Facebook is applying some of the algorithms that facilitate connections between its 1.2 billion users to augment employee collaboration and reduce dreaded inbox clutter, underscoring one of many ways the company is tapping the tremendous volumes of data it collects to make business processes more efficient. The software, under development, is designed to help new workers connect with colleagues and work groups within the Facebook social network.
"A focus area for us right now is to achieve the optimal connectivity between employees and the information they need," says Tim Campos, CIO at Facebook. "People get overloaded and we can see that in employee feedback."
Campos discussed the new software in an interview with CIO.com after delivering a keynote speech about the importance of using data to unlock business value at the CIO 100 event here. At Facebook, the IT staff of 270 has been tasked with finding new ways to mine data to streamline business processes. This includes building custom software to automate sales processes, as well as using sensors to plan anything from conference room usage to tracking vacant spots in its parking lot. But the effort to make internal collaboration more efficient underscores how the team is applying technologies that support its core social graph to its own employees.
Communicating beyond Outlook
Facebook's 11,000 employees use Facebook.com and Microsoft Outlook as their primary modes of communication, Campos says. But new employees are underserved by data because they don't belong to many groups and aren't connected to many coworkers. The company is building software that recommends certain people or groups that employees should consider joining, based on their job type, work group and interests.
The application, for example, may suggest that a new engineer hired to work on performance engineering join a performance engineering group, or connect with employees who work in similar roles. Campos' team is essentially appropriating technologies from the company's broader social graph to rank information based on relevance and importance to individuals.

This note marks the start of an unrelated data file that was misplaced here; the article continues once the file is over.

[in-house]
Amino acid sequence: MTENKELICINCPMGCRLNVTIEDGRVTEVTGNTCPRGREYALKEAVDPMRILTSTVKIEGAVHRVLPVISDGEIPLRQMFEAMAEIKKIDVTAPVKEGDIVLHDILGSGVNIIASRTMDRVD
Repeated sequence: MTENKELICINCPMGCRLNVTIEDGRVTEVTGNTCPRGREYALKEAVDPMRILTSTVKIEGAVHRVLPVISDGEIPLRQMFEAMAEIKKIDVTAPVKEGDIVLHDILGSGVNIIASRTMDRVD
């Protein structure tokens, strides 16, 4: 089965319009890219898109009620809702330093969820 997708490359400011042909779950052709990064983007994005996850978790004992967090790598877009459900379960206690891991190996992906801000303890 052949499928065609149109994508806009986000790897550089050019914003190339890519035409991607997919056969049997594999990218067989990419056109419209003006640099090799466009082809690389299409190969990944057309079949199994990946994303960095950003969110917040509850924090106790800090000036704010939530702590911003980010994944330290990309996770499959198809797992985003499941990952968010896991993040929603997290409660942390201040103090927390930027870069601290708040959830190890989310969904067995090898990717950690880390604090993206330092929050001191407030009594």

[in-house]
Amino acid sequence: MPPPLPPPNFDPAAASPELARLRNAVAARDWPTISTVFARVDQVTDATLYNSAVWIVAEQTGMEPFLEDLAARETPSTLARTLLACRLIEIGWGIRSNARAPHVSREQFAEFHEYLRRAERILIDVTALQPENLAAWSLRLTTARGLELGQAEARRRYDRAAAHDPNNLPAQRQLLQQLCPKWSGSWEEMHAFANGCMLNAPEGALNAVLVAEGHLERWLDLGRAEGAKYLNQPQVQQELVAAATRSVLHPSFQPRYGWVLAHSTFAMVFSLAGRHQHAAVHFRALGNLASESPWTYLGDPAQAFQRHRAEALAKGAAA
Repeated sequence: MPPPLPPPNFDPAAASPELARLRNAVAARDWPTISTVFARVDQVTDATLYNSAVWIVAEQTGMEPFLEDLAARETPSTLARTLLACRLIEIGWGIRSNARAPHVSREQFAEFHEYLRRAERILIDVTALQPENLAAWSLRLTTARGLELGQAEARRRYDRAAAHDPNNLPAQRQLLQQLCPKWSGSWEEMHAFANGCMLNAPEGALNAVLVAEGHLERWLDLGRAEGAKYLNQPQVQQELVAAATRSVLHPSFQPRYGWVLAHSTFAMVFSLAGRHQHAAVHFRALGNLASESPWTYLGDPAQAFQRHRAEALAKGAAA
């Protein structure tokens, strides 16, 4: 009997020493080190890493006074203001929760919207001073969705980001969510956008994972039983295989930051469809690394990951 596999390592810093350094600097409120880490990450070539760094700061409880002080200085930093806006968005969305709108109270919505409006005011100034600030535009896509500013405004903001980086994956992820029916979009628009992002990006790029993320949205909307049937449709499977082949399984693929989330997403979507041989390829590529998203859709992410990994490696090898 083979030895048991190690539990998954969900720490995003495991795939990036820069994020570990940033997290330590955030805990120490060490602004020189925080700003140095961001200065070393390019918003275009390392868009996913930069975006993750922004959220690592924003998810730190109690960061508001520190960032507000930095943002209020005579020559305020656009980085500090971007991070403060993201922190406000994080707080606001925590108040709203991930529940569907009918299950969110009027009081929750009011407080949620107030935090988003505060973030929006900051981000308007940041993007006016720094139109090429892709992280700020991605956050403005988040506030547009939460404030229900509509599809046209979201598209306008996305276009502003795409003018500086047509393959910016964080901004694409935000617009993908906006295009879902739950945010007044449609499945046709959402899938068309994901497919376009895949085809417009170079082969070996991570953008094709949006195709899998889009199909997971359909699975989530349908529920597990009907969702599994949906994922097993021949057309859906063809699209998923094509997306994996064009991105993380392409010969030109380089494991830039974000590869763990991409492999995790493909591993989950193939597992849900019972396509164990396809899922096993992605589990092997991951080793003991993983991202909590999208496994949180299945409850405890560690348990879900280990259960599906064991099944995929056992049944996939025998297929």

"What we're trying to do is bring the same concept there [of social relevancy ranking] but introducing enterprise data as opposed to consumer data," Campos says. "We're providing ranking and suggestions of things that you're not connected to. ... What are the things that are most important for you look at and what are the things you don't know about that you might want to?"
Conversely, longer-tenured employees tend to have too many contacts and belong to too many groups, some of which may not be relevant. The application could help such workers make their contacts and groups more manageable by recommending that they reduce unnecessary connections, such as those with which the employees haven't interacted with in a while. Facebook is also seeking to discourage activity that impinges productivity, such as after-hour interactions. One idea involves a "snooze button" that allows workers to block messages after hours.
Facebook isn't the first software company to tackle so-called inbox clutter. Microsoft and Google have each introduced software that helps employees prioritize, or de-emphasize messages in their inbox. But Campos said that such relevancy ranking is a core competency Facebook has cultivated in its consumer product for more than a decade. That will ultimately enable Facebook to make messaging and collaboration much more crisp, and less noisy. That's the idea, anyway. "Employees are just inundated with information, but they also have a fear of missing something that they need to see."